The Jhai Project


In the first week of January I wrote a post on the Jhai Foundation's remote IT project, a really ingenious effort to bring Internet connectivity to Lao villages via wireless networking, hand-crank generators, and low-wattage computers. Computers and the Net, explains the Jhai Web site, allow Lao rice growers and weavers to better price their products and expand their markets?they help the little guy tap into the globalized economy.The group was raising money to get the system in place before the monsoon season, and I promised I'd report back here on how successful their efforts were.

The happy answer is very. On Friday I spoke to Lee Thorn, chair of the board at Jhai, as he prepared to depart on Monday for Laos. He tells me that in the days following Jhai's DayPop Top 40 listing and the burst of links it reflects, the organization received around 150 donations totalling approx. $10,000—enough to put the first phase of the project into action. (For the entire project, they need another $15,000.)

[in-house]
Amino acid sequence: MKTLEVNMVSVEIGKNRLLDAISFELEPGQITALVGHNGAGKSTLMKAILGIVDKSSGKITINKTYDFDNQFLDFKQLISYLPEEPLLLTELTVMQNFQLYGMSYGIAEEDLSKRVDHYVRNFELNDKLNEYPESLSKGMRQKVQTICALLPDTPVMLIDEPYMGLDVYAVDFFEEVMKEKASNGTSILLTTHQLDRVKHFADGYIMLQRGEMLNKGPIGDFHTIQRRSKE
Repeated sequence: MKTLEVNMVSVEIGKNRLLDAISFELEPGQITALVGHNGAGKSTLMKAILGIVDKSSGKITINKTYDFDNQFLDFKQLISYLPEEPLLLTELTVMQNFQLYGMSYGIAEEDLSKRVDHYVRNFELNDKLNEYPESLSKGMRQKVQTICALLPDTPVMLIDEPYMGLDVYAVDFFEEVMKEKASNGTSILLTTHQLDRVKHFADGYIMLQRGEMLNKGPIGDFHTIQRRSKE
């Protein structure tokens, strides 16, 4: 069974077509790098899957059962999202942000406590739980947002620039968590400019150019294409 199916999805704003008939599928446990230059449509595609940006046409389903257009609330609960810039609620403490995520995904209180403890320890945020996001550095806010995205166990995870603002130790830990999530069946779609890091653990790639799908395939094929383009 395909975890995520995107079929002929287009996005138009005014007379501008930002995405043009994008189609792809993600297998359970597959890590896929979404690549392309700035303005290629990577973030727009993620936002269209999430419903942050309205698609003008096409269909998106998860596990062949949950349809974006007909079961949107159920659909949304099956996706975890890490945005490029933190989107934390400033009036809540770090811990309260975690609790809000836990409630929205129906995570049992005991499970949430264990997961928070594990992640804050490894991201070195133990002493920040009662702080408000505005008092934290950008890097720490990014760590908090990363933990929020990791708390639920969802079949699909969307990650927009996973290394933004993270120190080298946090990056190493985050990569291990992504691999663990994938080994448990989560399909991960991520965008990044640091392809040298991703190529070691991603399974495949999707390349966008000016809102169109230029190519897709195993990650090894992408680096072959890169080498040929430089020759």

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  1. Umm, I remember reading about this before, but I still don’t know… is this supposed to be irony?

    It reminds me of a speach I heard by then VP Al Gore here in New Orleans several years ago. The New Orleans public school system is in shambles. The buildings are in disrepair, the administration is incompetant and corrupt, and the illiteracy rate is staggering (even amoung graduates). Anyway, here’s Gore advocating spending *billions* of dollars to get every student wired to the internet. Shouldn’t the first priority be to get students able to read? I was sorely disappointed that mine were the only boos in the audience.

    I know that this Laos project will not cost billions, and that it will be funded by donations. But still, it begs the question, couldn’t these people get more benefit out of a different technology? Like maybe refrigeration? Or literacy?

    Will following rice futures on Yahoo really help? Are they going to sell their wares on ebay? Wouldn’t the best place to get information on pricing be… at the market?

  2. From a reading of their website, this technology is one facet of a larger project involving education, infrastructure, and health-care. The proposed network is one way that this group is working to meet some of the wants and needs expressed by the people living there.